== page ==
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Women and the Food Crisis

August 2008

Since I started my internship with Grassroots International in May, I have come to realize the true magnitude of the food crisis. The way that the economic system produces and distributes food is leaving far too many people hungry and jobless. Throughout my research, I studied the effect that the crisis has had on women, and I believe that their role, though historically overlooked, is crucial to finding a sustainable solution.  I believe, along with everyone at Grassroots International, that women’s economic and land rights are not just rights that they deserve as people, but steps that must be taken in order to bring the world out of the food crisis.

The severity of the current food crisis has shocked people all over the world and called into question the effectiveness of a free-market economy that allows so many to starve. The privatization of resources necessary to farm and the increasing price of farming supplies is forcing small farmers to abandon their work. Big agribusinesses are making huge profits as prices rise, but family farmers don’t benefit from the increased costs. Fertilizer, land, and water sources are bought up by big companies, and land formerly used to grow food is often switched to produce only corn and grain meant to make more lucrative ethanol, taking food out of the mouths of the hungry.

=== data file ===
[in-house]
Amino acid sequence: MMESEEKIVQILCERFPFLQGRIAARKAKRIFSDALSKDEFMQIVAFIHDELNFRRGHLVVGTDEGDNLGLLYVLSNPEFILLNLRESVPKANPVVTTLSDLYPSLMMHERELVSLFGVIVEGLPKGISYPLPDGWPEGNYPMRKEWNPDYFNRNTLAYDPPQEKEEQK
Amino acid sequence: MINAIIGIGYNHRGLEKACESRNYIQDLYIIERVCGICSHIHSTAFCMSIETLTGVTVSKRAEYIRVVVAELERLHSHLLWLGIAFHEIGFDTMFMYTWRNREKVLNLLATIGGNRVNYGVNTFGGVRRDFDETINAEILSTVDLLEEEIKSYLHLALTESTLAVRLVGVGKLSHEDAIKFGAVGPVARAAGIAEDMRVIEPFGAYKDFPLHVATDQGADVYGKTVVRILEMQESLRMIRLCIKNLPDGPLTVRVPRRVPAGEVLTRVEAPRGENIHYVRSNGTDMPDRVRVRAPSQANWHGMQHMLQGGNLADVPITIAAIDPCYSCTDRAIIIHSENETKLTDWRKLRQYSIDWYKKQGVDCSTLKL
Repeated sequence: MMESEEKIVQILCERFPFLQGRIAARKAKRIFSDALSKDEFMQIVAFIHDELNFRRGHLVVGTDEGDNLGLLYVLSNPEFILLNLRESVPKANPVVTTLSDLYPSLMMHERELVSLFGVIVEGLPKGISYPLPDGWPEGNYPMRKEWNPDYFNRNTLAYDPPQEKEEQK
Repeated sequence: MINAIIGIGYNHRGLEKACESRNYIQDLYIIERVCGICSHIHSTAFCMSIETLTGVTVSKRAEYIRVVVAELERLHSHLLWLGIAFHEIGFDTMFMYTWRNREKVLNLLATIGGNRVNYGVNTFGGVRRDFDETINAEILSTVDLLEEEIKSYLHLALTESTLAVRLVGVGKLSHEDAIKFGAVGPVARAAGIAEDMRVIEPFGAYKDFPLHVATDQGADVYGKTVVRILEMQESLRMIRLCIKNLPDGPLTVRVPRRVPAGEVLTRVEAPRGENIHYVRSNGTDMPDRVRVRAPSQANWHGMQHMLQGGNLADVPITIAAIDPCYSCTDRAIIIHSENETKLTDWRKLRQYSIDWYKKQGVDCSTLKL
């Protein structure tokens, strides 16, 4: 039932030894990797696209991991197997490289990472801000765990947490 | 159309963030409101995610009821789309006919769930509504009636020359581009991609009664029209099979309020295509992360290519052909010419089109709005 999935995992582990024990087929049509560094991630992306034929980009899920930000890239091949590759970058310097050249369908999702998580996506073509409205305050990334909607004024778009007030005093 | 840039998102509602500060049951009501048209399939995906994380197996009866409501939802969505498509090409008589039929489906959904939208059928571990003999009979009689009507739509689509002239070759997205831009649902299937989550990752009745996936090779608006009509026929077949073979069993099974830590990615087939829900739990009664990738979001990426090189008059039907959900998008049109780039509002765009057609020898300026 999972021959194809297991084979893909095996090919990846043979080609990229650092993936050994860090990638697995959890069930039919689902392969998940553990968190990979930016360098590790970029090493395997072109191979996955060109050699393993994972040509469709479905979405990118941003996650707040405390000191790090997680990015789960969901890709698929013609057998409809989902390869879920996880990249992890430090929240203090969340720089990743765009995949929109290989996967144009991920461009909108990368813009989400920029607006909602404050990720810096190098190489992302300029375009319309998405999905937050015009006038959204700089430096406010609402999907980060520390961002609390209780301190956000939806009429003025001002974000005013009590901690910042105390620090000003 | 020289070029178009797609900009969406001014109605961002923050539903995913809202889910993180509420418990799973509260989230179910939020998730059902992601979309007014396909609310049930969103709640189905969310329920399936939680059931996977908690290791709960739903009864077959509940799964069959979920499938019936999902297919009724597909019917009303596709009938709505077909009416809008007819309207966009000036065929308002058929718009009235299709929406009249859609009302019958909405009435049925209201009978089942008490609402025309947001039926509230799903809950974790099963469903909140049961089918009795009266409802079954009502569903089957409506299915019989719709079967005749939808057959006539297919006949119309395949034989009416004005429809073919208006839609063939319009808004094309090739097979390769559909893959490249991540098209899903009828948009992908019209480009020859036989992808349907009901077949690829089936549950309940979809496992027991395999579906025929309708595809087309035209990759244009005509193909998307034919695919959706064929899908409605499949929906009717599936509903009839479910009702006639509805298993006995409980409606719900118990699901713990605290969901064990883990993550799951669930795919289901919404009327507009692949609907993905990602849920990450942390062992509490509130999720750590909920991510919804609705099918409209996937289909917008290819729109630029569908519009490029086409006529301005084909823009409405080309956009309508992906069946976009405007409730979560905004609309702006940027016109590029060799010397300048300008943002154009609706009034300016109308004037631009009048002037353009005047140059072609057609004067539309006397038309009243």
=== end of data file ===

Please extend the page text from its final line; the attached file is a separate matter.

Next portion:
Though the victims of this broken economic system are many, female peasants have suffered enormous losses. Representing the majority of the working poor, women work on land they do not own, and live under a market system in which they cannot fully participate. Long denied the same level of access to the means of production as men, the rising costs of supplies now makes it nearly impossible for women to support themselves. When they can no longer afford to grow their own food, women are often compelled to take a job on a plantation, where they are favored because owners consider them easier to manipulate than men – they pay them lower wages and use them for tedious activities that require great attention and careful handling, though these tasks are often dangerous. The current economy has long assigned no real value to the labor of women, and despite their exclusion, its collapse is ironically their downfall as well.

Grassroots International believes that helping women gain autonomy is crucial to fixing some of the damage caused by the food crisis. Women, since they have long farmed the fields they cannot own, have retained the knowledge of how best to farm the land, in a way that they have been preserving for centuries. If one was to give these rural women better access to land, water, and the resources needed to effectively farm, they would be able to regain the ability to feed themselves and their families, breaking the cycle of hunger and dependency. Here at Grassroots International we are working hard to fight the destructive effects of the food crisis, and we believe that helping peasant women is essential not only just to improve their situation, but also to give communities the strength they need, through the skills of these strong women.

Blair Rapalyea, an intern from Smith College, worked with Grassroots International’s Latin America Program.

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